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(a.k.a. jonsca here)

Sir Charles Scott Sherrington is one of my science heroes, so I'm featuring him on my cogsci profile. He is often credited with coining the word "synapse."


4m
comment What does Inter-Personal conflict means in clinical evaluation?
Is this a real instance of a clinical evaluation? No one really uses Rorschach tests anymore, especially not for diagnosing depression in the clinic.
1d
comment Do social networks cause psychological problems?
What do you mean by "exceeding their limits"?
2d
comment How do laypeople form a judgement that another person is smart or intelligent?
It's a lot better. :) I think you should refocus it on how we define thresholds for subjective measurements, as that would provide a more general answer, but it's up to you.
2d
comment What causes people to rapidly lose skill after becoming moderately good at something?
Self-help questions are discouraged on the site. This question was only marginally in that category, but I have edited out the personal aspects to make it more general and to discourage voting to close. Feel free to make any changes to my edits as needed.
2d
comment How do laypeople form a judgement that another person is smart or intelligent?
The second part of this question makes it off-topic. The first part is marginally on-topic, but as you've figured out for yourself, these definitions are highly subjective. I'd recommend reformulating a question around that.
Jul
22
comment What are the mental disorders associated with the Acknowledgement of Function and Dysfunction?
The Air-Conditioner breaking, A bad score on a test, a relative dying, a stone cracking a persons windshield are all things that stress people with no known psychopathology. I think you have to rethink your examples in terms of "catastrophizing" behaviors that may be common to obsessive-compulsive personality disorder (an Axis II diagnosis), obsessive-compulsive disorder (Axis I), or some of the anxiety disorders.
Jul
22
comment Introvert's Ability in Reflection
I would recommend reading blogs.scientificamerican.com/beautiful-minds/2014/06/09/… which is a great introduction to the "Big 5" personality criteria regarding introversion/extroversion and asking a more specific question. If you're not intimately familiar with the different types (I honestly wasn't) the blog post is a real eye-opener.
Jul
20
comment Why do scientists say brains are faster than computers?
Sorry to be "Johnny Comment" here, but this related Bio.SE question has some good information: biology.stackexchange.com/questions/19767/…
Jul
20
comment Why do scientists say brains are faster than computers?
Incidentally, while I seem like an old curmudgeon, what I'm really saying is learning more about the neuron itself will be a better step for your own edification than getting hung up on the analogies. Also, take a look at the enteric nervous system. It's got almost as many neurons as the brain does, but there's a key component missing and that's the number of synapses present. It's be quite a CPU as well, but it's main function is to propel food through the gut.
Jul
19
comment Is this a correct representation of the DSM-5 Codes?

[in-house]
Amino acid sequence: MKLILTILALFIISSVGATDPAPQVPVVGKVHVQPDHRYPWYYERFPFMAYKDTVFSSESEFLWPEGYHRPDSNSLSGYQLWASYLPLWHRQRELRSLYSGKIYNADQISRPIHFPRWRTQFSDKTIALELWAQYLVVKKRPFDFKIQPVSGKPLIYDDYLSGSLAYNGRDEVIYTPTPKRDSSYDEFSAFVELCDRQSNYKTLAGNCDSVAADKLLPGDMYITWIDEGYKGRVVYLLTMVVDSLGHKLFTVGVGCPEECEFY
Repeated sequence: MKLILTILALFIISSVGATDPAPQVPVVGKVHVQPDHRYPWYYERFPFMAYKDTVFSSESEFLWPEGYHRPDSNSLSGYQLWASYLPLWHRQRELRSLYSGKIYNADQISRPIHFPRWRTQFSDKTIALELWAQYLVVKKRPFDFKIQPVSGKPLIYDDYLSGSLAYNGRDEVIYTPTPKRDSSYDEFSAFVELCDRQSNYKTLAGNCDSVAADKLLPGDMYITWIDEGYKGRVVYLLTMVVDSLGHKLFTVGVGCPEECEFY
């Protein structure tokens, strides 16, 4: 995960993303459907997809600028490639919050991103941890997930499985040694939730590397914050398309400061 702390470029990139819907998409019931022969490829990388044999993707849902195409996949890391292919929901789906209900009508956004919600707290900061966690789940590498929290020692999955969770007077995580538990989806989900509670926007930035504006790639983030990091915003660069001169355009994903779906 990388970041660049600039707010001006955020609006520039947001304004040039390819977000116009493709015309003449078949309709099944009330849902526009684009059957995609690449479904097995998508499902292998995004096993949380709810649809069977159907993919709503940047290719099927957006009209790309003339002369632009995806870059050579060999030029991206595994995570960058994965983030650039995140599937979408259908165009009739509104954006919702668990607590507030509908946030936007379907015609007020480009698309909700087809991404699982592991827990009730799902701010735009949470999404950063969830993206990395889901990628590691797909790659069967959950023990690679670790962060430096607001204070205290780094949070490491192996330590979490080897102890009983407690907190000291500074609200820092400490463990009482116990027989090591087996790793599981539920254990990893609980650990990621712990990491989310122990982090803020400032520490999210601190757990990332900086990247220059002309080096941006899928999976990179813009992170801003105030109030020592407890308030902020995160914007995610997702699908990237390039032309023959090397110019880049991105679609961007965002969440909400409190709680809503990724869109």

I know the book is expensive, but you can probably request it through your local library. If getting the specifics right is that important to you, that's probably the best option.
Jul
19
comment Why do scientists say brains are faster than computers?
@KugBuBu This blog post covers it pretty well: scienceblogs.com/developingintelligence/2007/03/27/… The (biological) neuron is a lot more complicated than you think.
Jul
18
comment Why do scientists say brains are faster than computers?
The brain is not a computer, and neurons are not similar to transistors.
Jul
17
comment Do we really have free will?
This question appears to be off-topic because it is about philosophy rather than the cognitive sciences.
Jul
16
comment Psychology of brand names
This is particularly prevalent in the pharmaceutical industry, I'll see if I can dig up the reference.
Jul
12
comment What form might Jungian archetypes take in the brain?
Thanks for lending your expertise to the question. My original intention was merely to tie his work into neuroanatomical substrates, but you are correct that my interpretation of them was at least a bit incorrect. I don't remember where I read the information that led me to the second statement, as this was asked a long time ago already.
Jul
12
comment How to read a neuron tuning curve graph?
@blz I have turned the comments into an answer. It may not be exactly what the OP is looking for, since he wants to compose his own answer. I wouldn't worry to much about the percent of unanswered questions, to be honest. It's much better to have a steady population of users contributing good content than to have all of the questions answered. This is science after all, we don't have all the answers!
Jul
10
comment OCD Motivation and Dopamine Motivation, is there a connection?
@jona I feel the same way, but I think that there's enough of a basis for further study if the OP wants to pursue it at a research level. I think it certainly addresses the question well. I would love it (could be a bounty in it for ya!) if you would elaborate on the current work in the field.
Jun
20
comment What do brains do when processing information, that Von Neumann machines cannot (yet?) imitate?
@blz I took the liberty of tossing in the references but feel free to reformat as you see fit.
Jun
18
comment Is quantum tunneling required for nerve signals to cross the dendritic synaptic barrier?
Ummmmmmm, what? Beware of someone saying all classical models of the brain are false because they are usually a kook.
Jun
4
comment Is EEG brain-computer interface reliable?
This was great, I think I would have hit all the same points!